All of this makes me wonder about the society we live in. Are we really in a place where parents who are not coping have no other options?
Update: Some good news - the baby has apparently made a near miraculous recovery from the brain damage - only 1% with this level of damage recover, and this child is one of the lucky ones.
Saturday, November 13, 2004
You may or may not have noticed that the layout of this blog has changed a bit (well, quite a lot really). Thanks to James from DBM, who rocks the party, for his help with pesky colour related things. There may be some more minor changes in the next few days as I work out what irritates me.
But the purpose of this post is to reassure those who are on the nz left (imaginary) list that I do not doubt their existence. My left blogs' list was just getting too long so I decided to divide it into those I have actually met IRL and those I haven’t. Pretty simple really.
Bit late fronting up with this one, but anyway...
JPA has shocked us all (apparently) by recommending a cut in the corporate tax rate, to make NZ more competitive with Australia.
To those who have been active in the Alliance since before the 2002 split this will come as little surprise. Since the beginning of time it seems JPA has internally advocated for policies that will advantage small businesses, in particular, somewhat regardless of the impact for other groups, eg low paid workers, beneficiaries, etc.
For some odd reason he has this fantasy that small business owners and operators will vote for his Party (whichever he is leading at the time) in droves if he can just make them love him. Sadly the exact people he is appealing to are much more likely to vote for a party that gives them the whole package that they desire, ie National or Act. JPA resisted many of the left-wing policies that the activist base of the Alliance were keen on, in particular in relation to a progressive income tax system, for years and years and years.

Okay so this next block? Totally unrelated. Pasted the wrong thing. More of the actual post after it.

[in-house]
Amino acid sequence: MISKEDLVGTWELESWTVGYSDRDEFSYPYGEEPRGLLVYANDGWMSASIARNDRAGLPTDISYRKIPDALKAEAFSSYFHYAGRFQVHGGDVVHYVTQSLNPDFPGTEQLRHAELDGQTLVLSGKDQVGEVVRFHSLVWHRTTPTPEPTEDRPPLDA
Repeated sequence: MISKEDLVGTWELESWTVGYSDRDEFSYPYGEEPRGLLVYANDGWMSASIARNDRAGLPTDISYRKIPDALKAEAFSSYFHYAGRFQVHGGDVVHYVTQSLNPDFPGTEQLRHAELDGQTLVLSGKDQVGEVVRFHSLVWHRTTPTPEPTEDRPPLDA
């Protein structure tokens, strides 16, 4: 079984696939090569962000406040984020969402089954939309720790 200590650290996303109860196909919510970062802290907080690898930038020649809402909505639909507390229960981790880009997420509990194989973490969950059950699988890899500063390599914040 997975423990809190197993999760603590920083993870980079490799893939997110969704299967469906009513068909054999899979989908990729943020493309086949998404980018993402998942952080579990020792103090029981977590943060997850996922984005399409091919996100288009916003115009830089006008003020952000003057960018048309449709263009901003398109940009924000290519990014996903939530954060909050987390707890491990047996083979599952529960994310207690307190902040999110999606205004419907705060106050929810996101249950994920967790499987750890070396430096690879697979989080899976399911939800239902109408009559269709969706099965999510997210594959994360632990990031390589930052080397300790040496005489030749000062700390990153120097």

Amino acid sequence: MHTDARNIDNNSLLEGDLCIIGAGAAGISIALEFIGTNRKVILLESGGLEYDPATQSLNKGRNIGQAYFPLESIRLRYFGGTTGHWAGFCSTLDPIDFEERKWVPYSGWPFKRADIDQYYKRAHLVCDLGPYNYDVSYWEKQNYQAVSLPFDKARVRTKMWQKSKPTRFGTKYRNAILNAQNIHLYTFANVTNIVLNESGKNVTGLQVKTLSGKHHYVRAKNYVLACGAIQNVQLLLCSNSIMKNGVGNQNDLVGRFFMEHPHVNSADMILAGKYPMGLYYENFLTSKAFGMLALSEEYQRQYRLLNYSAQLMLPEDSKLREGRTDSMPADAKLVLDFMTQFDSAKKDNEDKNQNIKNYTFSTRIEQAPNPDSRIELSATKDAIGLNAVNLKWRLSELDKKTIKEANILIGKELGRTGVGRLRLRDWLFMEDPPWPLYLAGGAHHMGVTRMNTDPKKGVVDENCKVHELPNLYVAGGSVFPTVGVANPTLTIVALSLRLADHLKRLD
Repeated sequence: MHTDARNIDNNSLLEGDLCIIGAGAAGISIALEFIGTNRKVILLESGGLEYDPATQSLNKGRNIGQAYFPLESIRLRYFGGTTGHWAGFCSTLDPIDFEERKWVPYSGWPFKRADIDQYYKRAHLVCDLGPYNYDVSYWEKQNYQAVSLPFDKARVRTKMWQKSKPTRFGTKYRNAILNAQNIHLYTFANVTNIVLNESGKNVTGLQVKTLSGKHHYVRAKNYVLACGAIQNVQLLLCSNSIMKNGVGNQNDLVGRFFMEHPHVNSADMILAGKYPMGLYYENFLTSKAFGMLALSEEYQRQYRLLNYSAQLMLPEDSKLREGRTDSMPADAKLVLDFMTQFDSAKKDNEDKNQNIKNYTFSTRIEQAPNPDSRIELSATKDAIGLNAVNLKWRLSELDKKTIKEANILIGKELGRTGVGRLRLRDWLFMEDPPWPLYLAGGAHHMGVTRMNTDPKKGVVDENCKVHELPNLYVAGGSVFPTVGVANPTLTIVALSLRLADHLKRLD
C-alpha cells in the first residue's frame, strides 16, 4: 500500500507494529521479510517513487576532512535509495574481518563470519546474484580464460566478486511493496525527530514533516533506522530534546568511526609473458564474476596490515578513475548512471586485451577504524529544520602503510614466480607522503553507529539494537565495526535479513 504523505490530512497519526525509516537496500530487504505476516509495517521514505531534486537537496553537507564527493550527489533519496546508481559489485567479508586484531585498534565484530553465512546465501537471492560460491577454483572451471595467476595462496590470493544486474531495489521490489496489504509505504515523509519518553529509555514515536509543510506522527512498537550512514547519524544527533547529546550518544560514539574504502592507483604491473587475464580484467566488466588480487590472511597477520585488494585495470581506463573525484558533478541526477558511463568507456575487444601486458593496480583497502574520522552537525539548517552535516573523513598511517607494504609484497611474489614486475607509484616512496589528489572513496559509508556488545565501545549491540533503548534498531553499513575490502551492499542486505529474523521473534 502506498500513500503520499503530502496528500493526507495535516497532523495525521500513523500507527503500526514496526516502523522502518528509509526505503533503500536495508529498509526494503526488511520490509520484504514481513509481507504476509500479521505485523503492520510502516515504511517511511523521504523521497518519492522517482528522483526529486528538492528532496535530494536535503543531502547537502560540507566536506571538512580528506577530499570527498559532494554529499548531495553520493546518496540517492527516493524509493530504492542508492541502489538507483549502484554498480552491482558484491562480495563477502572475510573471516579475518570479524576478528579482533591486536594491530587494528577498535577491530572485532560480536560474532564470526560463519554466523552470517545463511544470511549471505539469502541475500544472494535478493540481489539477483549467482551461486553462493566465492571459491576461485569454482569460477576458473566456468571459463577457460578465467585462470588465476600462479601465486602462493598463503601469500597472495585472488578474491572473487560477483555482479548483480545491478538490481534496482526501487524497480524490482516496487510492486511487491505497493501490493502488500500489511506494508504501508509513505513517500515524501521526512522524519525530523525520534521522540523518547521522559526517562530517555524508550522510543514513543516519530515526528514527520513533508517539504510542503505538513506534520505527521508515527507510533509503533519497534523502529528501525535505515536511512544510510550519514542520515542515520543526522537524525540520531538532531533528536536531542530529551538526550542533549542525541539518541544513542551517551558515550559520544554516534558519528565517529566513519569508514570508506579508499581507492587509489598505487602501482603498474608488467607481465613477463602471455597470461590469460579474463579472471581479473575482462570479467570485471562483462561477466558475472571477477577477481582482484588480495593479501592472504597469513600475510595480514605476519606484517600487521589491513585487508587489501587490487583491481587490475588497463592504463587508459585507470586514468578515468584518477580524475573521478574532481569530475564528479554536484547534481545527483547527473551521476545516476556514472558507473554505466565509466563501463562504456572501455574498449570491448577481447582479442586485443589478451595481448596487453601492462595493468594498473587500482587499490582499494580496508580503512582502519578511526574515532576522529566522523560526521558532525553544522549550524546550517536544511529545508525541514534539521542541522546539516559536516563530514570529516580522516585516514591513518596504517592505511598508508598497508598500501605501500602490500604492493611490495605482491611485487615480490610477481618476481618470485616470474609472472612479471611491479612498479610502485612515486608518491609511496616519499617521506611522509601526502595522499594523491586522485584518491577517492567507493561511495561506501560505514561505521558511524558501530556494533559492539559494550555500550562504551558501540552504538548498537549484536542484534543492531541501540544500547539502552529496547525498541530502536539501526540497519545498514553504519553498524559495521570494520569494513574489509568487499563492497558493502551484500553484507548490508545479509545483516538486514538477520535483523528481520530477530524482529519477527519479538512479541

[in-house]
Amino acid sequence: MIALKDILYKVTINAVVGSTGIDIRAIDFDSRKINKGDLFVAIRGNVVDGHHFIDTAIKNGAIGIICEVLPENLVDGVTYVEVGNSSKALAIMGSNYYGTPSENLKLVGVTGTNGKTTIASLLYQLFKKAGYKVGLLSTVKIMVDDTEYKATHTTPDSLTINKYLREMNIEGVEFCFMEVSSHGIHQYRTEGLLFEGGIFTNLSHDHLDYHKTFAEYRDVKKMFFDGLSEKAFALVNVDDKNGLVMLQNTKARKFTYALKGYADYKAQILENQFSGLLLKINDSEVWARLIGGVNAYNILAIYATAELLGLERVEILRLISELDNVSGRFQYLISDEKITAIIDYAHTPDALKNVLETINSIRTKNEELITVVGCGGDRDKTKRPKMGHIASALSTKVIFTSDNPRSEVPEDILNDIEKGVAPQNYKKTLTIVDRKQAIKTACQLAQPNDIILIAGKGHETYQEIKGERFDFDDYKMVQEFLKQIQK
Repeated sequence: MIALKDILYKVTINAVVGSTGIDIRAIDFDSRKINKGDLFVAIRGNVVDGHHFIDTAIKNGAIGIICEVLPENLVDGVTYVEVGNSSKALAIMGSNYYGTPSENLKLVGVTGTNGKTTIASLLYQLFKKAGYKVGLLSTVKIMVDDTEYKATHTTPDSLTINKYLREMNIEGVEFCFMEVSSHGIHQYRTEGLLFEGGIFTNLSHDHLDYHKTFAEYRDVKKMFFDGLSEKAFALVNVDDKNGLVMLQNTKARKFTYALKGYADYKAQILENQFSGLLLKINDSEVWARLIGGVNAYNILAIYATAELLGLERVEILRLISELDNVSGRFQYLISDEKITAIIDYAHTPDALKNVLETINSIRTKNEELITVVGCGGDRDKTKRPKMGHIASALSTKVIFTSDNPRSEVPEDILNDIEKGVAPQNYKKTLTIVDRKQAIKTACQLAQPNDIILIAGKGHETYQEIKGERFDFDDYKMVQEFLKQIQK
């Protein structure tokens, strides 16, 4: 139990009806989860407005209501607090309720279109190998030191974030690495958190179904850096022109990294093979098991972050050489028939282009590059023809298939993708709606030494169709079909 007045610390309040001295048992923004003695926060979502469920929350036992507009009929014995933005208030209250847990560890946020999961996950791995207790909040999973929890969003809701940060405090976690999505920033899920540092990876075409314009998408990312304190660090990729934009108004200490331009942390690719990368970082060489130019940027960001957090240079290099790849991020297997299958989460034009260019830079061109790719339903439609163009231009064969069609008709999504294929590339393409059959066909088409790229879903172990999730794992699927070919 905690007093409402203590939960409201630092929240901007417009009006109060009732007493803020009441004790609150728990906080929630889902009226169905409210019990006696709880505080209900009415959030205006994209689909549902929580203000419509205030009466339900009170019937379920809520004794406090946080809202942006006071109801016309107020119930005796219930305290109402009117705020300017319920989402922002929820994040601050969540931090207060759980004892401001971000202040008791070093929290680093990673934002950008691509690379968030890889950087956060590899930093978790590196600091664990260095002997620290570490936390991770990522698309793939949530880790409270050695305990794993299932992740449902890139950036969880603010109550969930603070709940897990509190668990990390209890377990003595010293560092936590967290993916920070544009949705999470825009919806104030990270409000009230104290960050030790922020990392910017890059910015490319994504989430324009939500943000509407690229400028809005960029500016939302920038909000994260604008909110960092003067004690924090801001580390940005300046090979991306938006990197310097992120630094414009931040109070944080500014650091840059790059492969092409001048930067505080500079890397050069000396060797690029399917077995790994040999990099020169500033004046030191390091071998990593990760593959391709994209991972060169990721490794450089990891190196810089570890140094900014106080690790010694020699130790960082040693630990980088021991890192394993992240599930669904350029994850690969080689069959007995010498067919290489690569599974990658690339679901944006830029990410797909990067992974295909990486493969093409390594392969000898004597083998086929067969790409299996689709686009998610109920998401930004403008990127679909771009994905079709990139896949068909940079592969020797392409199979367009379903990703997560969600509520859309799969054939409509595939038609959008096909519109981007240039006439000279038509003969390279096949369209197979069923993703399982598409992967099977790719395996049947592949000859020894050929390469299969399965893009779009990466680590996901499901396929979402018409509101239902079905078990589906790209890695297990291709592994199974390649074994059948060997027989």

Various reactions to JPA's announcement that you may not have already spotted:
- DPF reckons the world is all upside down
- IS claims "Jim Anderton has sold out completely" (you may very well think that but of course I couldn't possibly comment)
-The Alliance states it is still needed and looks forward to the influx of disillusioned Prog members (always nice to get a dig in when you can)
And for those with a strong opinion on this, there is a poll on the Alliance website asking which change to the tax system you would prefer - corporate tax cut, progressive taxation system, or a cut to the top rate of income tax. Could be interesting to see which right wingers would prefer, of the first and the last.
Friday, November 12, 2004
In my recent post about the Alliance's current situation, we got into a bit of a discussion about whether or not small parties should contest the list, if they have little chance of making the threshold (5% of the vote).
Parties outside of Parliament find it very hard to reach the threshold, or win an electorate. Without the money and profile that an MP (or more) provide it is difficult to garner list votes, especially as NZ voters seem very canny about "wasting" their vote on a party that won't make it (witness the fate of the Alliance in 2002).
While some minnows are single issue parties, those take a broader approach must inevitably take votes off bigger parties that are almost guaranteed representation. For the Alliance the obvious parties are the Greens and Labour, and possibly the Maori Party. (We have also historically contested the "grumpy" vote with NZF). But the policies and principles, not to mention the personalities, of these parties are in fact quite distinct - so should minnows with little change of representation not run in the interests of securing power for bigger parties that they don't entirely agree with?
Part of my reason for supporting the continuation of the Alliance, and the strategy to contest the list in 2005, is that without the Alliance I will simply have no party to give my list vote to. I will, simply put, be disenfranchised, as I would find it nigh on impossible to vote for Labour or anyone to the right of them, and I would only vote for the Greens if I had absolutely no other options.